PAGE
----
In recent blogs I have posed three questions.
1.What does it mean to be musically educated as part of a general education for all children and young people to age 16?
2.To what extent should the purposes of music education address the nature of music as a human practice historically and contemporaneously manifest in the world? (Ontology)
3.What kind of knowledge and ways of knowing should a music education be most concerned with? (Epistemology)
In last week’s blog I called upon Chris Philpott to contribute to the debate that these questions give rise to.
Chris used the hard-soft metaphor to lead our thinking towards leaving behind soft justifications for music as a curriculum subject and thus towards reconstructing music as a subject in which ways of knowing and understanding become symbiotically tied to the act of meaning making. In this Chris is ranging across all three of my questions above.
In pursuing the idea of a hard justification for music in the school Chris sets out a way of thinking about music and therefore how we construct music as a subject of the school curriculum.
Chris’s Hard-Soft dichotomy is important because it gets us to think about on what basis we value music, how we think about what is it? Music becomes much more than simply a good fairy that exists to shower us with blessings. Instead it is something rather more complex in the way it exists within a maelstrom of human action and meaning making?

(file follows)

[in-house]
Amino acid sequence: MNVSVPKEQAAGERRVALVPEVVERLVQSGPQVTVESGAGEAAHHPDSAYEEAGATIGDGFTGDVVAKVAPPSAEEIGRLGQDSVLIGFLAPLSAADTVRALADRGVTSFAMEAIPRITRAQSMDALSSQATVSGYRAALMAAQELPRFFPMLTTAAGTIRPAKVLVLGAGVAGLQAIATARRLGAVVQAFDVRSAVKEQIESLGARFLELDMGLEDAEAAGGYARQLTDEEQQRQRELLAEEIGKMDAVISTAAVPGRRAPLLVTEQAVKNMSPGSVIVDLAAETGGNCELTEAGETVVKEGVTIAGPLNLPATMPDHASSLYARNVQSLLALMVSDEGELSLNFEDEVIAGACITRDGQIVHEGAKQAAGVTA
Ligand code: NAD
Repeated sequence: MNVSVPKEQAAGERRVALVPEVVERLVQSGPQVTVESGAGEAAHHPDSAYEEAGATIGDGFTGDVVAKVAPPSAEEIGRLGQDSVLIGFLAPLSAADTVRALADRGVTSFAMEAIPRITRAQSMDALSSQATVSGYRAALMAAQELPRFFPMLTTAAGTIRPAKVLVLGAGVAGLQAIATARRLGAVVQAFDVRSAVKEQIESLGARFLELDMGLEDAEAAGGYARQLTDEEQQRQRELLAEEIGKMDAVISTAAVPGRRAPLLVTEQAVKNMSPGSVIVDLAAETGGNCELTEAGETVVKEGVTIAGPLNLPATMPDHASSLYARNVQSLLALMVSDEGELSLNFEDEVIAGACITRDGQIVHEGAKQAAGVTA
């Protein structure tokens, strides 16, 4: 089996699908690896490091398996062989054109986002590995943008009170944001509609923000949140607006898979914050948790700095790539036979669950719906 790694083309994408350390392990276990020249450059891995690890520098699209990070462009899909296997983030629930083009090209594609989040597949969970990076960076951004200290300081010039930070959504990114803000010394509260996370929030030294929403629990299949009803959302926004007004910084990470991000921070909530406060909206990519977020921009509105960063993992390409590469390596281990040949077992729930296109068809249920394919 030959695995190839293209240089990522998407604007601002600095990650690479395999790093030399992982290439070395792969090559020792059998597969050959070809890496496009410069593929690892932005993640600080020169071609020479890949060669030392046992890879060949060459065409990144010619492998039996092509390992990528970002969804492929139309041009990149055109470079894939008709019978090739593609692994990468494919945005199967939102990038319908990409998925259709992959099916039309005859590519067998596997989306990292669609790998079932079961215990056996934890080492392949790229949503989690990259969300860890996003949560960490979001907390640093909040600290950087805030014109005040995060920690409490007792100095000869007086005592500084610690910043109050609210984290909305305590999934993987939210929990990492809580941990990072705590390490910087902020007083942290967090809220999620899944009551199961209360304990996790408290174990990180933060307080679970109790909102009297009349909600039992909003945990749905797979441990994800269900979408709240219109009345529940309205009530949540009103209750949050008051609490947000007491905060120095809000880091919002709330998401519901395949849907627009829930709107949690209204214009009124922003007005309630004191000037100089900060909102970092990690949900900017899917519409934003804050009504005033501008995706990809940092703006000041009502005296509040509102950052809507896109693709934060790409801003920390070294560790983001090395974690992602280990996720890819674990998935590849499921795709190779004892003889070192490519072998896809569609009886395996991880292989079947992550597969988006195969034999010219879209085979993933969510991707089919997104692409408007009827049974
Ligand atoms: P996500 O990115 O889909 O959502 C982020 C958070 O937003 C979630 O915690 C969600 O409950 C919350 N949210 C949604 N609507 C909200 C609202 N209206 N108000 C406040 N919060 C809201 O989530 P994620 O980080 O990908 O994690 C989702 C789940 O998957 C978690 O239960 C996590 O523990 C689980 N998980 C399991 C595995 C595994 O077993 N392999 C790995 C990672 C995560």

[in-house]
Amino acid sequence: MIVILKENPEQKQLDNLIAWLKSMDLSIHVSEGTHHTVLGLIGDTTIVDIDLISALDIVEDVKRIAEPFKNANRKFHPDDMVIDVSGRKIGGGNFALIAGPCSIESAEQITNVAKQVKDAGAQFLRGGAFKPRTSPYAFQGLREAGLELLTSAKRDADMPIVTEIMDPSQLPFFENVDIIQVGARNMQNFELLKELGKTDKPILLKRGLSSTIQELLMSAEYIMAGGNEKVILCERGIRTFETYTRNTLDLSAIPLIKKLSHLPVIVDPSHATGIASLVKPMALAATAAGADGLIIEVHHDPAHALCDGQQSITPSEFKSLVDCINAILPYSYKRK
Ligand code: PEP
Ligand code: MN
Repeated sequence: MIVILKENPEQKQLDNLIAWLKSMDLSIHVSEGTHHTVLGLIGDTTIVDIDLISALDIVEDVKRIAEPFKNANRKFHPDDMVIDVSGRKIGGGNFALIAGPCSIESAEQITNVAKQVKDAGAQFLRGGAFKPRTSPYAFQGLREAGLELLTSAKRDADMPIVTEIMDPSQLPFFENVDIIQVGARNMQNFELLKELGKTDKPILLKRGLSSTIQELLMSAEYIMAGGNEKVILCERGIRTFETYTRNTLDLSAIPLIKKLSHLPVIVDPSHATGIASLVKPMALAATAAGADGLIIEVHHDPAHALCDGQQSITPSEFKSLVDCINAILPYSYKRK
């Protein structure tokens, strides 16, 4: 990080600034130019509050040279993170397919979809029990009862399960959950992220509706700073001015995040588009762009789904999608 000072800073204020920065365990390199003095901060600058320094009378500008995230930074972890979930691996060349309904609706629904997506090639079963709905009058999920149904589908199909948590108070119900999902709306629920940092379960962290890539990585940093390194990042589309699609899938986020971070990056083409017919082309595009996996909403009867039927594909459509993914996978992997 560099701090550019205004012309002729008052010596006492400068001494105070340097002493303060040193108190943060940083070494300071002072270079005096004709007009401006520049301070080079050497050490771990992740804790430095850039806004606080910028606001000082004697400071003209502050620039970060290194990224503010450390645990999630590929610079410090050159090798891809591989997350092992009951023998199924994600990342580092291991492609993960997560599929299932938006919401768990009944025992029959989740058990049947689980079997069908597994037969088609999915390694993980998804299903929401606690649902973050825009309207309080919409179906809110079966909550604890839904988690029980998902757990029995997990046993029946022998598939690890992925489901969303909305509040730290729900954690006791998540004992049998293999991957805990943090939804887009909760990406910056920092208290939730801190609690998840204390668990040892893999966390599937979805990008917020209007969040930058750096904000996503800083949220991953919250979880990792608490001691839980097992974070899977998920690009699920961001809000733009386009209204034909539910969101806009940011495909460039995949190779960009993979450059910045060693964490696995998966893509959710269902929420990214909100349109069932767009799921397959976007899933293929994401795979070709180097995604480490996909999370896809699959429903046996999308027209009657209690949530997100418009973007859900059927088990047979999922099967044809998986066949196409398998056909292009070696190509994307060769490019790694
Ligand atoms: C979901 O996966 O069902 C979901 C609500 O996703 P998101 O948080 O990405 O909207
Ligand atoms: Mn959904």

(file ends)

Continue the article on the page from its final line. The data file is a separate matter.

Chris points out that music can be tribal, exclusive and enshrine prejudice; manipulative of behaviour; gendered; reflective of social structures; propagandist; and can enshrine ideology.
In this way of thinking, music is already in the world, living within complex webs of meanings and continually being understood and reunderstood, interpreted and reinterpreted.
Chris’s central claim is that music be conceived of as a language. This is tricky. Or at least it should be.
In this case it doesn’t mean that music possesses the properties of speech, such as speaking tempo, vocal pitch and intonational contours, which can be used to communicate attitudes or other shades of meaning; nor is it to see in music grammar, syntax or dialect characteristic of a musical style; but more fundamentally to see music as a language in itself, as characterised by a openess to acquired and multiple interpretations where meaning and value are determined by usage in particular contexts.
So in this way music becomes ‘hard’, a subject of immense substance demanding critical and contextual thinking.
Alas, judging by the endless triumphalism around pupils being engaged, finding autonomy, affirming identity and unleashing their potential (all of course worthy), there would seem an endemic lapse into softness in our present time.
Where is the hard thinking about music, thinking about how it can be tribal, exclusive and enshrine prejudice; manipulative of behaviour; gendered; reflective of social structures; propagandist; and enshrining ideology?
What does it mean to be musically educated as part of a general education for all children and young people to age 16?